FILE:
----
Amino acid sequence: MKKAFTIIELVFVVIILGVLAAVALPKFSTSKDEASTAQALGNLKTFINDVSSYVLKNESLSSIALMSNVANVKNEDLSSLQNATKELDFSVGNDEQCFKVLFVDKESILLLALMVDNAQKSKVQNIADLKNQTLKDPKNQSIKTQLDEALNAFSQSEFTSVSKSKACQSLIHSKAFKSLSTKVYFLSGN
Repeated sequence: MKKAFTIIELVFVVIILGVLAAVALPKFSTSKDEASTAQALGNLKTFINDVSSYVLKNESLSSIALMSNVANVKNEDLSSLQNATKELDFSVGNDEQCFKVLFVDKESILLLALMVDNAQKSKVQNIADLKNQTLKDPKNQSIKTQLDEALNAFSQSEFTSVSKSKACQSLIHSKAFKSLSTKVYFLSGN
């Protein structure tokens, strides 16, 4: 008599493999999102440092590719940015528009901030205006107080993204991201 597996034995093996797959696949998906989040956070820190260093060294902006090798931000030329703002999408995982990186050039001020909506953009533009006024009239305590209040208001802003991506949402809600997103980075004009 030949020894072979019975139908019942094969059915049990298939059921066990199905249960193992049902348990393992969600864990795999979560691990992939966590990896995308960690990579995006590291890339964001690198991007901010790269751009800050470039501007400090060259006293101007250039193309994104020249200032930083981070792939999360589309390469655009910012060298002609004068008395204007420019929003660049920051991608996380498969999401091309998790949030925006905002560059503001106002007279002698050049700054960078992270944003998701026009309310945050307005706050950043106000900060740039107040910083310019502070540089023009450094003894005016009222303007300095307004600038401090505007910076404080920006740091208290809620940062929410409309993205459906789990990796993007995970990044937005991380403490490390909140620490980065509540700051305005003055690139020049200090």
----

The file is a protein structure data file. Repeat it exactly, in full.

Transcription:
Amino acid sequence: MKKAFTIIELVFVVIILGVLAAVALPKFSTSKDEASTAQALGNLKTFINDVSSYVLKNESLSSIALMSNVANVKNEDLSSLQNATKELDFSVGNDEQCFKVLFVDKESILLLALMVDNAQKSKVQNIADLKNQTLKDPKNQSIKTQLDEALNAFSQSEFTSVSKSKACQSLIHSKAFKSLSTKVYFLSGN
Repeated sequence: MKKAFTIIELVFVVIILGVLAAVALPKFSTSKDEASTAQALGNLKTFINDVSSYVLKNESLSSIALMSNVANVKNEDLSSLQNATKELDFSVGNDEQCFKVLFVDKESILLLALMVDNAQKSKVQNIADLKNQTLKDPKNQSIKTQLDEALNAFSQSEFTSVSKSKACQSLIHSKAFKSLSTKVYFLSGN
């Protein structure tokens, strides 16, 4: 008599493999999102440092590719940015528009901030205006107080993204991201 597996034995093996797959696949998906989040956070820190260093060294902006090798931000030329703002999408995982990186050039001020909506953009533009006024009239305590209040208001802003991506949402809600997103980075004009 030949020894072979019975139908019942094969059915049990298939059921066990199905249960193992049902348990393992969600864990795999979560691990992939966590990896995308960690990579995006590291890339964001690198991007901010790269751009800050470039501007400090060259006293101007250039193309994104020249200032930083981070792939999360589309390469655009910012060298002609004068008395204007420019929003660049920051991608996380498969999401091309998790949030925006905002560059503001106002007279002698050049700054960078992270944003998701026009309310945050307005706050950043106000900060740039107040910083310019502070540089023009450094003894005016009222303007300095307004600038401090505007910076404080920006740091208290809620940062929410409309993205459906789990990796993007995970990044937005991380403490490390909140620490980065509540700051305005003055690139020049200090």